Academics gathered March 23-24 to generate citizen-centric ideas for Berlin’s upcoming smart city strategy.
Over 350 academics and practitioners convened from March 23-24 for an International Symposium on Smart Cities co-hosted by the CityLab Berlin, the Berlin Senate Chancellery, and the Hertie School Centre for Digital Governance. This online event brought together experts in the field of smart cities to provide insight for Berlin’s upcoming Smart City Strategy. Cities that are “smart,” do more than simply merge technological advances with traditional processes and infrastructure. The symposium highlighted four concrete areas for smart city strategies: citizen centricity, inter-sectoral collaboration, data governance, and administrative capacity.
As Ben Green (University of Michigan) suggested, smart city strategies should focus first on the needs and desires of citizens, only second on leveraging the power of technological solutions. This ensures that smart cities find a balance between relying upon technology and rejecting its use altogether. Such an approach creates a “smart enough” city that prioritises the development of citizen well-being. Keynote speaker Beth Noveck echoed the need to prioritise citizen well being in smart cities. By tapping into the distributed expertise of citizens through co-creation and collaboration, smart cities can leverage the collective intelligence of their population. Noveck explained collective intelligence as how Wikipedia articles are written or TED talks are translated. However, she also noted that the design of the mechanisms for this collaboration requires attention.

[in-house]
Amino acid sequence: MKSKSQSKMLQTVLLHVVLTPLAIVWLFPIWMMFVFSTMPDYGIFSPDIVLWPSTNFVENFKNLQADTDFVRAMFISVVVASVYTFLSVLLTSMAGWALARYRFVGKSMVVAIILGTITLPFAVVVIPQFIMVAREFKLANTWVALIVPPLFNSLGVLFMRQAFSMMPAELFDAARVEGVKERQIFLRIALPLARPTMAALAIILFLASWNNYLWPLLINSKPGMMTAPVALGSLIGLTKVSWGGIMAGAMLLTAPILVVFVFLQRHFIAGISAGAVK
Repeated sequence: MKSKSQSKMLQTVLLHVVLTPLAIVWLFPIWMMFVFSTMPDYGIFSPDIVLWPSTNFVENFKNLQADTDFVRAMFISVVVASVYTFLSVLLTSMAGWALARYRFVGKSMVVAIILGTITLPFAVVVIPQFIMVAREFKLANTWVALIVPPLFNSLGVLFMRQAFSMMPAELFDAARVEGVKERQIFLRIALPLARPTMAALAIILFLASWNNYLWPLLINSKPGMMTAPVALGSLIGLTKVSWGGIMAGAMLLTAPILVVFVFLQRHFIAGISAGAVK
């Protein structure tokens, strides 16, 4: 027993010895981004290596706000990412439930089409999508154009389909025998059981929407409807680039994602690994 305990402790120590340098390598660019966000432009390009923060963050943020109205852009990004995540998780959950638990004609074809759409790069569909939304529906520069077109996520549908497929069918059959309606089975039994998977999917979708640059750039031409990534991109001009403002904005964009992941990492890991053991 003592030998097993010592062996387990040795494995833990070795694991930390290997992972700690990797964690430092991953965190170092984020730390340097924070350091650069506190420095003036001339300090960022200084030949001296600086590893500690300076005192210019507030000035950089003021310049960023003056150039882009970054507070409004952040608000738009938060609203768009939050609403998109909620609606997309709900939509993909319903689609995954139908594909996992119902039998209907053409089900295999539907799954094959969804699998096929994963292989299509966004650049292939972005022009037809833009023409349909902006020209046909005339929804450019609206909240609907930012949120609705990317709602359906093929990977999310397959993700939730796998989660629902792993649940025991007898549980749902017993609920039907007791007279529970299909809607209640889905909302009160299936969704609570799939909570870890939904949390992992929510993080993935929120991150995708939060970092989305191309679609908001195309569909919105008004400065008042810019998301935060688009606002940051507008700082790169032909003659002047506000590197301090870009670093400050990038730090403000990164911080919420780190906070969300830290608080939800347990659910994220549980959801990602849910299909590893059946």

Meaningful citizen engagement and the co-creation of solutions, throughout all stages of a smart city strategy, can ensure the development of public value in smart cities. Multiple panelists underscored the necessity of “public private people partnerships” to share responsibility and increase trust in the final products. Francesc Pardo-Bosch (Universitat Politècnica de Catalunya) emphasized that collaborative ecosystems of local businesses can bring efficiency and an agile mindset to projects that administrations cannot provide alone.
A central tenet of any smart city strategy is an open data strategy, noted speakers on the data governance panel. Opening data is not just a measure taken to increase transparency of government, rather a tool allowing all sectors of the economy to make previously impossible observations and innovations, said Tom Schenk (KPMG Chicago). Panelists also noted the importance of a forward thinking procurement strategy, closely examining which party retains the rights to data created through the implementation of a smart city strategy.
Finally, the implementation of a smart city strategy requires administrative capacity, as was discussed in the symposium’s fourth panel. Albert Meijer (Utrecht University) noted that the machine-like quality of the bureaucratic model, the agility of the entrepreneurial model, and internet-driven collaborative models of administration must be harmonized for smart governance success.
Key insights from the symposium will now be integrated into a policy paper delivered to the Berlin state chancellery for use in their official smart city strategy (further information on the process here). The strategy will be released in 2022. Should further information on this event become available, it will be linked to this article.